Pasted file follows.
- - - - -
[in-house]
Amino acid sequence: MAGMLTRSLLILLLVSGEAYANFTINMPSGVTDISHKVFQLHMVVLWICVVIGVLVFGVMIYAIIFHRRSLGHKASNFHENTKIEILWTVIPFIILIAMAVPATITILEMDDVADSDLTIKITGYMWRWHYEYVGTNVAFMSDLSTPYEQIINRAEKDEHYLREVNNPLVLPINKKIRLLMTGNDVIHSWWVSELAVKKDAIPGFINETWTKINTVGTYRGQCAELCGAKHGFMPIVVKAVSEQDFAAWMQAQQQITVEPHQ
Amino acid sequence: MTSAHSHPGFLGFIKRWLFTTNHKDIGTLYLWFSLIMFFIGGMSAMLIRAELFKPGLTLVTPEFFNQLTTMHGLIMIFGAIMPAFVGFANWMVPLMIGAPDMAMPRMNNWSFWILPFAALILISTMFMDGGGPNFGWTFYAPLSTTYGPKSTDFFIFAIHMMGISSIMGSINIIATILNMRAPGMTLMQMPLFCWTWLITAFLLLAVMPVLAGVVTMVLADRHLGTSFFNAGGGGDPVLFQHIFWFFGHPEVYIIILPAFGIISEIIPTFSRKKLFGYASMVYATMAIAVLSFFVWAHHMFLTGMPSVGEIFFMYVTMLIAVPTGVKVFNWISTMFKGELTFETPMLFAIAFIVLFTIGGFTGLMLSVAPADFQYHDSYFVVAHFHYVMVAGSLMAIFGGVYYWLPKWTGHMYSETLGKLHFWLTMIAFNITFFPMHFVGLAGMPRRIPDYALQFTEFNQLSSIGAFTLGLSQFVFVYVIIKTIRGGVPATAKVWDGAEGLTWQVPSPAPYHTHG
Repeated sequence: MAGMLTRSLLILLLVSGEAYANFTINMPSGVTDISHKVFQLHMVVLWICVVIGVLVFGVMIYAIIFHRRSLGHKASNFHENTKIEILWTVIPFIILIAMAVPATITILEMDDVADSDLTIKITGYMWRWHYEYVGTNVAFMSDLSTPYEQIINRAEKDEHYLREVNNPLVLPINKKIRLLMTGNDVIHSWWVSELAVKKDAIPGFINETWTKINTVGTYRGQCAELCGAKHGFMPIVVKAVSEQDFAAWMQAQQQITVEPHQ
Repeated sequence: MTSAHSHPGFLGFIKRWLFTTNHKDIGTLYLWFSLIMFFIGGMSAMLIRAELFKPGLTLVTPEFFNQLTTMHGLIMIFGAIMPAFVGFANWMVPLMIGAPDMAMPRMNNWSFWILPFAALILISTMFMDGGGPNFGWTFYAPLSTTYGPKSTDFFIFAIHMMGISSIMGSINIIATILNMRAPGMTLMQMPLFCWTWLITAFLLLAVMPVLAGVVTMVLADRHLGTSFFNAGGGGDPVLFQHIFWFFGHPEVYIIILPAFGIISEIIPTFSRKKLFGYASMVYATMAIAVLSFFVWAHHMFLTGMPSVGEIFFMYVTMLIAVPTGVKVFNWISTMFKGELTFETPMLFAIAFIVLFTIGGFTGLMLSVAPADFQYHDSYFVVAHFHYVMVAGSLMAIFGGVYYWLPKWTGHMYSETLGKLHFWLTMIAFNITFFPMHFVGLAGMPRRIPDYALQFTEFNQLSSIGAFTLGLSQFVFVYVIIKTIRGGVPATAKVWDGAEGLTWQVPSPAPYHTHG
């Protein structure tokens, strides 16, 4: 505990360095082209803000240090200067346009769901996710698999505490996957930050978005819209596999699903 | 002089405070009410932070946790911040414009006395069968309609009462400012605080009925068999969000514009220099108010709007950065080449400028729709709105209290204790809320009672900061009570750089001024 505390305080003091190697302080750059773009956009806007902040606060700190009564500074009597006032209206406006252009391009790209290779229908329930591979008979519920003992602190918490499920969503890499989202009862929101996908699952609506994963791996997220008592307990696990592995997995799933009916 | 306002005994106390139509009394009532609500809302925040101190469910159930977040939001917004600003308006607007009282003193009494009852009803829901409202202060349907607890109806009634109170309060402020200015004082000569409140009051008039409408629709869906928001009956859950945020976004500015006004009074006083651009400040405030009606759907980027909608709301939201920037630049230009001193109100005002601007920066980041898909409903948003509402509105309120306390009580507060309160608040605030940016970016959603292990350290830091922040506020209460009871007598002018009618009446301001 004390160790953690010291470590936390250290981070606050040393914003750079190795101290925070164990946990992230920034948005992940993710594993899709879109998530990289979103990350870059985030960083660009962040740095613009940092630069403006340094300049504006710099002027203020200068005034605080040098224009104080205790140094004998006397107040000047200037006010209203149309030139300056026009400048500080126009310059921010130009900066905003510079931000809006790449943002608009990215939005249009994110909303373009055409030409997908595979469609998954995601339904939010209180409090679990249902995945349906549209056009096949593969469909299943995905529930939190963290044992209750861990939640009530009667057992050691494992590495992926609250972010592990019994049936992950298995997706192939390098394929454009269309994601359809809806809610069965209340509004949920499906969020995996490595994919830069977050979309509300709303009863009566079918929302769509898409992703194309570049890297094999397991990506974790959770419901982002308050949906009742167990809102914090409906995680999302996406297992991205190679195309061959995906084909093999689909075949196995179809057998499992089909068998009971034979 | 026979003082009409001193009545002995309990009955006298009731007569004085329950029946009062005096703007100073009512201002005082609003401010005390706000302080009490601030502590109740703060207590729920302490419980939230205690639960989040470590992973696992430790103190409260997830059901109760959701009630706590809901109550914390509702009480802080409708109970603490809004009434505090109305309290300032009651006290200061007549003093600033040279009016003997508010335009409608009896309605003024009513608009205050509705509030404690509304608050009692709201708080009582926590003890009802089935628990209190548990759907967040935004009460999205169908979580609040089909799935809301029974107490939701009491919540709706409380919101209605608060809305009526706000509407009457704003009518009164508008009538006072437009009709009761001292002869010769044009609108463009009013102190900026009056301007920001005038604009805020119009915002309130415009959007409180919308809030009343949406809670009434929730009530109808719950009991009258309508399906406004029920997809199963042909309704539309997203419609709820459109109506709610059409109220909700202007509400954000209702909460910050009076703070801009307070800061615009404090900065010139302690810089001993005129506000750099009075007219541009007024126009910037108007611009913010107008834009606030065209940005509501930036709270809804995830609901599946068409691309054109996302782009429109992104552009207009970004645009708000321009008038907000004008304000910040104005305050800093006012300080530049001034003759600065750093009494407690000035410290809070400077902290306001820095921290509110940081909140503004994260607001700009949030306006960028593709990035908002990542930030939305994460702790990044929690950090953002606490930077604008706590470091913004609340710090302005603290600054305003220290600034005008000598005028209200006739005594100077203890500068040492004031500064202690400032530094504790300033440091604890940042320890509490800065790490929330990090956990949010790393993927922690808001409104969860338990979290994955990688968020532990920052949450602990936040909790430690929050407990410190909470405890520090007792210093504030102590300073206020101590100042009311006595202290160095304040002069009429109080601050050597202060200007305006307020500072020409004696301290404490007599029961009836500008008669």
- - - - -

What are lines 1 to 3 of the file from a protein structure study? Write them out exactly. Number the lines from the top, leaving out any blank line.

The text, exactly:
[in-house]
Amino acid sequence: MAGMLTRSLLILLLVSGEAYANFTINMPSGVTDISHKVFQLHMVVLWICVVIGVLVFGVMIYAIIFHRRSLGHKASNFHENTKIEILWTVIPFIILIAMAVPATITILEMDDVADSDLTIKITGYMWRWHYEYVGTNVAFMSDLSTPYEQIINRAEKDEHYLREVNNPLVLPINKKIRLLMTGNDVIHSWWVSELAVKKDAIPGFINETWTKINTVGTYRGQCAELCGAKHGFMPIVVKAVSEQDFAAWMQAQQQITVEPHQ
Amino acid sequence: MTSAHSHPGFLGFIKRWLFTTNHKDIGTLYLWFSLIMFFIGGMSAMLIRAELFKPGLTLVTPEFFNQLTTMHGLIMIFGAIMPAFVGFANWMVPLMIGAPDMAMPRMNNWSFWILPFAALILISTMFMDGGGPNFGWTFYAPLSTTYGPKSTDFFIFAIHMMGISSIMGSINIIATILNMRAPGMTLMQMPLFCWTWLITAFLLLAVMPVLAGVVTMVLADRHLGTSFFNAGGGGDPVLFQHIFWFFGHPEVYIIILPAFGIISEIIPTFSRKKLFGYASMVYATMAIAVLSFFVWAHHMFLTGMPSVGEIFFMYVTMLIAVPTGVKVFNWISTMFKGELTFETPMLFAIAFIVLFTIGGFTGLMLSVAPADFQYHDSYFVVAHFHYVMVAGSLMAIFGGVYYWLPKWTGHMYSETLGKLHFWLTMIAFNITFFPMHFVGLAGMPRRIPDYALQFTEFNQLSSIGAFTLGLSQFVFVYVIIKTIRGGVPATAKVWDGAEGLTWQVPSPAPYHTHG